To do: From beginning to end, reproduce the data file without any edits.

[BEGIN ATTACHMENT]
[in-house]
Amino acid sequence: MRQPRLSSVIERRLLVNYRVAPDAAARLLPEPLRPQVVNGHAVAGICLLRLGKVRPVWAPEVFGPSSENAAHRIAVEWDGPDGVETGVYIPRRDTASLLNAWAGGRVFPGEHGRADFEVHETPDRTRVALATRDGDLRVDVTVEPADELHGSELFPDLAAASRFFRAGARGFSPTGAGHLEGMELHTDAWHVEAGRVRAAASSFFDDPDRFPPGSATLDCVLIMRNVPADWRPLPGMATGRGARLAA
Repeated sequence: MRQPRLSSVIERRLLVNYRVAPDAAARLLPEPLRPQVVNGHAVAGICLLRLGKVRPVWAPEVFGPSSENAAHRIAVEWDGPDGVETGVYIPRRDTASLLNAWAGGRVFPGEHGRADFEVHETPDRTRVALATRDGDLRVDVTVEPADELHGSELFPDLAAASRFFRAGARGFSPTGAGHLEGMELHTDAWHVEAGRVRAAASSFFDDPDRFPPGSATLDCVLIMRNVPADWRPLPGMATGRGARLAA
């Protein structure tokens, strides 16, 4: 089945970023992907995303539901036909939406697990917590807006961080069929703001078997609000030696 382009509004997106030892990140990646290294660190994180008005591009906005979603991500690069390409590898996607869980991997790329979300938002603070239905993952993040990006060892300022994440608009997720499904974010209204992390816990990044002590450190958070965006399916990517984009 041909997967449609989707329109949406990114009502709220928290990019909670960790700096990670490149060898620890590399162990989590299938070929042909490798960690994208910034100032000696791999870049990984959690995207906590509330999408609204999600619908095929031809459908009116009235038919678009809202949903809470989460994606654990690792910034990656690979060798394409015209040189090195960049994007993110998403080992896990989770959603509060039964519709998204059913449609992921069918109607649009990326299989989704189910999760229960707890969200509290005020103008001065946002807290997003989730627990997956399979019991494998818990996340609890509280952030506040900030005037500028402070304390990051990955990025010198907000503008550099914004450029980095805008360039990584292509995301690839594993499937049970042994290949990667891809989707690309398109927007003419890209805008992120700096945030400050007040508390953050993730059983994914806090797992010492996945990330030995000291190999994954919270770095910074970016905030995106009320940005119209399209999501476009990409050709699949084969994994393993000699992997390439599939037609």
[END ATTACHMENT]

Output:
[in-house]
Amino acid sequence: MRQPRLSSVIERRLLVNYRVAPDAAARLLPEPLRPQVVNGHAVAGICLLRLGKVRPVWAPEVFGPSSENAAHRIAVEWDGPDGVETGVYIPRRDTASLLNAWAGGRVFPGEHGRADFEVHETPDRTRVALATRDGDLRVDVTVEPADELHGSELFPDLAAASRFFRAGARGFSPTGAGHLEGMELHTDAWHVEAGRVRAAASSFFDDPDRFPPGSATLDCVLIMRNVPADWRPLPGMATGRGARLAA
Repeated sequence: MRQPRLSSVIERRLLVNYRVAPDAAARLLPEPLRPQVVNGHAVAGICLLRLGKVRPVWAPEVFGPSSENAAHRIAVEWDGPDGVETGVYIPRRDTASLLNAWAGGRVFPGEHGRADFEVHETPDRTRVALATRDGDLRVDVTVEPADELHGSELFPDLAAASRFFRAGARGFSPTGAGHLEGMELHTDAWHVEAGRVRAAASSFFDDPDRFPPGSATLDCVLIMRNVPADWRPLPGMATGRGARLAA
């Protein structure tokens, strides 16, 4: 089945970023992907995303539901036909939406697990917590807006961080069929703001078997609000030696 382009509004997106030892990140990646290294660190994180008005591009906005979603991500690069390409590898996607869980991997790329979300938002603070239905993952993040990006060892300022994440608009997720499904974010209204992390816990990044002590450190958070965006399916990517984009 041909997967449609989707329109949406990114009502709220928290990019909670960790700096990670490149060898620890590399162990989590299938070929042909490798960690994208910034100032000696791999870049990984959690995207906590509330999408609204999600619908095929031809459908009116009235038919678009809202949903809470989460994606654990690792910034990656690979060798394409015209040189090195960049994007993110998403080992896990989770959603509060039964519709998204059913449609992921069918109607649009990326299989989704189910999760229960707890969200509290005020103008001065946002807290997003989730627990997956399979019991494998818990996340609890509280952030506040900030005037500028402070304390990051990955990025010198907000503008550099914004450029980095805008360039990584292509995301690839594993499937049970042994290949990667891809989707690309398109927007003419890209805008992120700096945030400050007040508390953050993730059983994914806090797992010492996945990330030995000291190999994954919270770095910074970016905030995106009320940005119209399209999501476009990409050709699949084969994994393993000699992997390439599939037609």